Figure of Medea & Its Myth
This course proposes to study the figure of Medea as perceived and interpreted by various Mediterranean authors, from the time of her conception in Ancient Greece through our own day. Everyone knows that Medea is a woman who kills her children. But who is she? And why does she do it? She is the timid princess of a faraway land who is seduced and abandoned by an adventurer, the powerful granddaughter of a Sun god, the slighted heroine who is compelled to seek revenge for her stolen honor, the woman of wisdom, the betrayed lover, the heartbroken mother. Innumerable writers, composers and directors have interpreted in their own way the story of Medea, and in so doing have told something of themselves, of their time and their culture: from Euripides to Seneca, Dante to Christine de Pizan, Lope de Vega to Pierre Corneille, Corrado Alvaro to Pier Paolo Pasolini, and Annibale Ruccello to Max Rouquette; from Greece to Rome, France to Spain, and from Naples to Africa: this archetypical figure has made appearances and played a role in cultural thought.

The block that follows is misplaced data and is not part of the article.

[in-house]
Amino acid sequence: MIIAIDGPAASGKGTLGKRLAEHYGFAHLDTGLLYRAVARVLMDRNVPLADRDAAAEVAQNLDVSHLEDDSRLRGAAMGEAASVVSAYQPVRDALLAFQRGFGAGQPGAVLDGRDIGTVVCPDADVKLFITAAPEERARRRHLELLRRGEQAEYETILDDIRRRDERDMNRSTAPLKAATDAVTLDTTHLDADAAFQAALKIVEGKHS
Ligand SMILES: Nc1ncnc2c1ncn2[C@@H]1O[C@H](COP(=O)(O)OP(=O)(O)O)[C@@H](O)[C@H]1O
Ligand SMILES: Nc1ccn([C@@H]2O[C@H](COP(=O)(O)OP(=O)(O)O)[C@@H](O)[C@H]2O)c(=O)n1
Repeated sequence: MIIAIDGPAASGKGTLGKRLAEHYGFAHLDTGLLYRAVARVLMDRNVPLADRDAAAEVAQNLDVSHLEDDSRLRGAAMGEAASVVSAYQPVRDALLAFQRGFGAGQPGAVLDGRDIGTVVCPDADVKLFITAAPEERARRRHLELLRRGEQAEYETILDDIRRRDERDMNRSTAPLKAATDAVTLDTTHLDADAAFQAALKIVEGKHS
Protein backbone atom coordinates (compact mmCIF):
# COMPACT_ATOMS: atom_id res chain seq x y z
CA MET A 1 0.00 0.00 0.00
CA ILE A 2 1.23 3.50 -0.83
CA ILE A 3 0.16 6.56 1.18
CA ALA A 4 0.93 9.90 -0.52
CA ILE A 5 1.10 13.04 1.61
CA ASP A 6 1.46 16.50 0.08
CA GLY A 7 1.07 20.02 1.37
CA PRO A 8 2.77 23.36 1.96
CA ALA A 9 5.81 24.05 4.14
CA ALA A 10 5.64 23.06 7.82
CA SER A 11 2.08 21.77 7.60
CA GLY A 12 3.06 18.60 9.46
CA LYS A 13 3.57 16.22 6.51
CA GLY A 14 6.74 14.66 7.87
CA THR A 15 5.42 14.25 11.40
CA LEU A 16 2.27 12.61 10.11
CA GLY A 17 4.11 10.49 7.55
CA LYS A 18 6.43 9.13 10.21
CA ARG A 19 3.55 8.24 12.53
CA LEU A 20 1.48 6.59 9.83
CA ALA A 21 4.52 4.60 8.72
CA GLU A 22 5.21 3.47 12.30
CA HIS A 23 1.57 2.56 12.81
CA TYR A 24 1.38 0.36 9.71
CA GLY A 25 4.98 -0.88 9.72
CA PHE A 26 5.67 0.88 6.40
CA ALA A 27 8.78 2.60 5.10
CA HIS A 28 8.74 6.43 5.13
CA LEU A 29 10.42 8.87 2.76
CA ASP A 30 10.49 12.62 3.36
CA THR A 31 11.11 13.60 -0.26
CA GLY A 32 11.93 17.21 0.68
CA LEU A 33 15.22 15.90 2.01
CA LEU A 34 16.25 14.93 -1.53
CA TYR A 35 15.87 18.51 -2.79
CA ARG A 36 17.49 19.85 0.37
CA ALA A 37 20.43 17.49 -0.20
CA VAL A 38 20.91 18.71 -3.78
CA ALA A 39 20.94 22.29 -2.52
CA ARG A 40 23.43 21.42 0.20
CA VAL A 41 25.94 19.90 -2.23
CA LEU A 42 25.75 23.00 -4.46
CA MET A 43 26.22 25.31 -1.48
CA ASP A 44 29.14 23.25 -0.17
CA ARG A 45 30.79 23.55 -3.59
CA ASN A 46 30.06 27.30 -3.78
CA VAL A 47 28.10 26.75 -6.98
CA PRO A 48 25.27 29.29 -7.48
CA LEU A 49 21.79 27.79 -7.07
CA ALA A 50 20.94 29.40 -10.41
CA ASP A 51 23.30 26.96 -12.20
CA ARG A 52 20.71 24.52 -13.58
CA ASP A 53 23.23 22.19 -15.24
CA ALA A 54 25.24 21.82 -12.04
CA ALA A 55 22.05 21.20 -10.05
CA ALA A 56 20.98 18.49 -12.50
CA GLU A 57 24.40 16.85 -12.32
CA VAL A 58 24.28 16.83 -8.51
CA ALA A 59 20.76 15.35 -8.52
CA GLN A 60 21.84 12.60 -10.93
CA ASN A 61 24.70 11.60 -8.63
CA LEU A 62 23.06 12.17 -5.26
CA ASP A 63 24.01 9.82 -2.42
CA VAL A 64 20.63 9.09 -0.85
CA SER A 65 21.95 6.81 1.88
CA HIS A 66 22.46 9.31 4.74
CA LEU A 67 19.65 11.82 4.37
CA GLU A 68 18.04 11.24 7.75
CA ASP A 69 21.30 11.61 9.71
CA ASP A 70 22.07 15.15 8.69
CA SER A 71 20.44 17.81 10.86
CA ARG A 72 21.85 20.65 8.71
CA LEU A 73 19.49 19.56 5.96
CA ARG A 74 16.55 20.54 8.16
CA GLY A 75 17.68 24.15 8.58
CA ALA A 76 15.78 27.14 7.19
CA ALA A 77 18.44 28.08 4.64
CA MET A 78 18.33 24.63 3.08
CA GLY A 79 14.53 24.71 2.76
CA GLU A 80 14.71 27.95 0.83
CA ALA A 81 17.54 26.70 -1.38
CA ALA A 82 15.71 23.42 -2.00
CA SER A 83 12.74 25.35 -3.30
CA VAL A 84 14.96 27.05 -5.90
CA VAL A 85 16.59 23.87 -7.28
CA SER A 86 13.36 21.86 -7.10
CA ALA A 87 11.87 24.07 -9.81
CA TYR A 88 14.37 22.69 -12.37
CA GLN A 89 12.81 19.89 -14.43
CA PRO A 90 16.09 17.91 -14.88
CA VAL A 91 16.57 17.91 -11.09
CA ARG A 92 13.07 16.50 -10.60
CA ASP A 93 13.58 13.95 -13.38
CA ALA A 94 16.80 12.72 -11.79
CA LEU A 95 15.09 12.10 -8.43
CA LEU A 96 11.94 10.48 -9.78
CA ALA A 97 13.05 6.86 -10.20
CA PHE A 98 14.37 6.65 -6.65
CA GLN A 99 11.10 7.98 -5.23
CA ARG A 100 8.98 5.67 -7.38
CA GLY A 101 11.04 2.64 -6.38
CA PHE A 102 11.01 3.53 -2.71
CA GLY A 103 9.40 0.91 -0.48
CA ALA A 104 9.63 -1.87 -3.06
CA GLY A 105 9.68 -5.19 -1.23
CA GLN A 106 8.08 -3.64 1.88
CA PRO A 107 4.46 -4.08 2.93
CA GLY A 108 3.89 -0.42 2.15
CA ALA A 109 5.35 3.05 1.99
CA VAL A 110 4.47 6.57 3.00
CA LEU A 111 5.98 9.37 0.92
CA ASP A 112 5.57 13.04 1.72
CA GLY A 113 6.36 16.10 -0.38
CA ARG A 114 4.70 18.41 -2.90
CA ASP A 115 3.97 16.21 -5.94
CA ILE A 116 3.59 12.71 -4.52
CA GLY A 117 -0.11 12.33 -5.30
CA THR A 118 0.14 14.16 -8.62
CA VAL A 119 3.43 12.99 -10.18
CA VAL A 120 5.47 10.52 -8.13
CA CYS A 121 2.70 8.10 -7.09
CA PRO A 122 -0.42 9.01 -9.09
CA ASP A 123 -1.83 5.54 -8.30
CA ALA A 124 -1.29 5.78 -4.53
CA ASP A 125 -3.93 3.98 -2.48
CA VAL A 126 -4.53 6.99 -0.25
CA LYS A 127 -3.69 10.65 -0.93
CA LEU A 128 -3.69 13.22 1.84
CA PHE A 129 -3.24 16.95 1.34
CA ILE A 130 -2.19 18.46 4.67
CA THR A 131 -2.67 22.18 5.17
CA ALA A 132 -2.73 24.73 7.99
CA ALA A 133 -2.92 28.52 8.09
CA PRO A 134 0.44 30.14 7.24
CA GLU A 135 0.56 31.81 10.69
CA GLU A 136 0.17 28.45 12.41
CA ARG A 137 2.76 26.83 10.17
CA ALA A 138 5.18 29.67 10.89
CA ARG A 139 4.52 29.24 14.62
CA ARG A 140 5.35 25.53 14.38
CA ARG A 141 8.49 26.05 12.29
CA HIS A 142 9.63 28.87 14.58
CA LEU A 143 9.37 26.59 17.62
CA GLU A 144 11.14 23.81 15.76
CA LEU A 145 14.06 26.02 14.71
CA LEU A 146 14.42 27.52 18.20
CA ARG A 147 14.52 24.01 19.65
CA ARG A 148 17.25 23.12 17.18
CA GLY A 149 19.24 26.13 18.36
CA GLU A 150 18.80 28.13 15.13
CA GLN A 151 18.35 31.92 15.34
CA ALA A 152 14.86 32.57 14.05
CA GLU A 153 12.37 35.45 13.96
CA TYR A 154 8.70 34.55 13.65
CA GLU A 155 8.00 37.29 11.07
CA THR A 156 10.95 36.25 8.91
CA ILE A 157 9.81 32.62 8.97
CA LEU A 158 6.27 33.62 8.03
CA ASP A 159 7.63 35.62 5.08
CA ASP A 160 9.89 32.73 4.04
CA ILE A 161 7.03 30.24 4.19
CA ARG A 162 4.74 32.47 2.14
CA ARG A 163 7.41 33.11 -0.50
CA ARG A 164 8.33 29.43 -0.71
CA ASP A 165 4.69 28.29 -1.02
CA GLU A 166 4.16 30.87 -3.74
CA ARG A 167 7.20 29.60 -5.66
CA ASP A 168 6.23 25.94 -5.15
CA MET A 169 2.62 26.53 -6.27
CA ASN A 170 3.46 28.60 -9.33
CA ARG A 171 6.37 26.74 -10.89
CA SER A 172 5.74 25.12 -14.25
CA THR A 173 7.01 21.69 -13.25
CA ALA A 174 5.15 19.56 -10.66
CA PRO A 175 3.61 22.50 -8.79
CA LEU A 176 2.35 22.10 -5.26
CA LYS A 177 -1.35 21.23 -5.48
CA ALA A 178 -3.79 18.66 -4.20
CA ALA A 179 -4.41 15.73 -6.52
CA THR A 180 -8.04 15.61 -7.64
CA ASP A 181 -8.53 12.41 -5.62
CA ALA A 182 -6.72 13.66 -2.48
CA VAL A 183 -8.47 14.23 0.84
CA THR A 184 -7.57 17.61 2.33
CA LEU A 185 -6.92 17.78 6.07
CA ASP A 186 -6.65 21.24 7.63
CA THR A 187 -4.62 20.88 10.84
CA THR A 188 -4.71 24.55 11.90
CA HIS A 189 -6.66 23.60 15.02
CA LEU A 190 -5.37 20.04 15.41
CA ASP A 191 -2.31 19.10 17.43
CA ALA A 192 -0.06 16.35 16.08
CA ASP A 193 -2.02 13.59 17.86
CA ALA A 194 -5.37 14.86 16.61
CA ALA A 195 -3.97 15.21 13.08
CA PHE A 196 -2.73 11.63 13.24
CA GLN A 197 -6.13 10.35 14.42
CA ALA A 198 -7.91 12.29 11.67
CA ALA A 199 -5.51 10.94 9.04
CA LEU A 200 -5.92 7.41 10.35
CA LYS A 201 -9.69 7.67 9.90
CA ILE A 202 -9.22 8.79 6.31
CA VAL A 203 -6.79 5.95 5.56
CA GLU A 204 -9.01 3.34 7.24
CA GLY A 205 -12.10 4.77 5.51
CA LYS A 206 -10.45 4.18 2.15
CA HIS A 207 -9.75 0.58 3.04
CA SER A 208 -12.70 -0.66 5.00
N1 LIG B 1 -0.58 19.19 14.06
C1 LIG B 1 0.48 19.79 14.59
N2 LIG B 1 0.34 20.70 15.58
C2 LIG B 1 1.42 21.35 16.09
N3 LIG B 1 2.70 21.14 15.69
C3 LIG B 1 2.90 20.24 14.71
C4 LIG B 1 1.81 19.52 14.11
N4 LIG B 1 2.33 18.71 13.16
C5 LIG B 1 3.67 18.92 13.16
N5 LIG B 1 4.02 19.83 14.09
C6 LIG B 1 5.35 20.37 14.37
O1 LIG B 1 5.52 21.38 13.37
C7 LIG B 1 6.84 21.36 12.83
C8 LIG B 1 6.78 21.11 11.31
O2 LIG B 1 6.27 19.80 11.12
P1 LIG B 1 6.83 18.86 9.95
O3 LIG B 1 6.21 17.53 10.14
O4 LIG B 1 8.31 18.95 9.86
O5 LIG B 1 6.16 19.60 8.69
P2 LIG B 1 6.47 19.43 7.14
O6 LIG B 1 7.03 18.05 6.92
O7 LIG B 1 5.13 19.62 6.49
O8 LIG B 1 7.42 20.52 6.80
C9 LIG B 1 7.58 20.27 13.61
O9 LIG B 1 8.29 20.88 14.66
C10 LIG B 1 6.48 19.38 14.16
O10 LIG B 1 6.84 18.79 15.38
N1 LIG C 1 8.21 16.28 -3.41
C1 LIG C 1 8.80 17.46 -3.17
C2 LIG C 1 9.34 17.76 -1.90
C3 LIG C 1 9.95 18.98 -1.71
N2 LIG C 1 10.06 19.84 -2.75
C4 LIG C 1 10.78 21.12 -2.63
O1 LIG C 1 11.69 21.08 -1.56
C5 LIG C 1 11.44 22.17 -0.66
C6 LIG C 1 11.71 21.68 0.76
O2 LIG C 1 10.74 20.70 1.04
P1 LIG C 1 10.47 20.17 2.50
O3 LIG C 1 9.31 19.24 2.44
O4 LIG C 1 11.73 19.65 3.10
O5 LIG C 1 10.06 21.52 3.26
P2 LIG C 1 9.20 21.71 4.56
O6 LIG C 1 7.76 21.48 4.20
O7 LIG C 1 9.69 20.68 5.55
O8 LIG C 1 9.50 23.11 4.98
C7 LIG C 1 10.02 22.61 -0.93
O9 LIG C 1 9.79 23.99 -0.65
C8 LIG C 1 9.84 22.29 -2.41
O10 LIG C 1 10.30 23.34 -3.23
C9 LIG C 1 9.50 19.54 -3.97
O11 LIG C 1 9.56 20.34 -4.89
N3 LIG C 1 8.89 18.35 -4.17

Required texts: Giulia Tellini, Storie di Medea, Firenze, Le Lettere, 2012, ISBN 978-88 6087 5273
Euripide, Seneca, Grillparzer, Alvaro, Medea. Variazioni sul mito, a cura di Maria Grazia Ciani, Venezia, Marsilio, 1999, ISBN 978-88-317-7250-1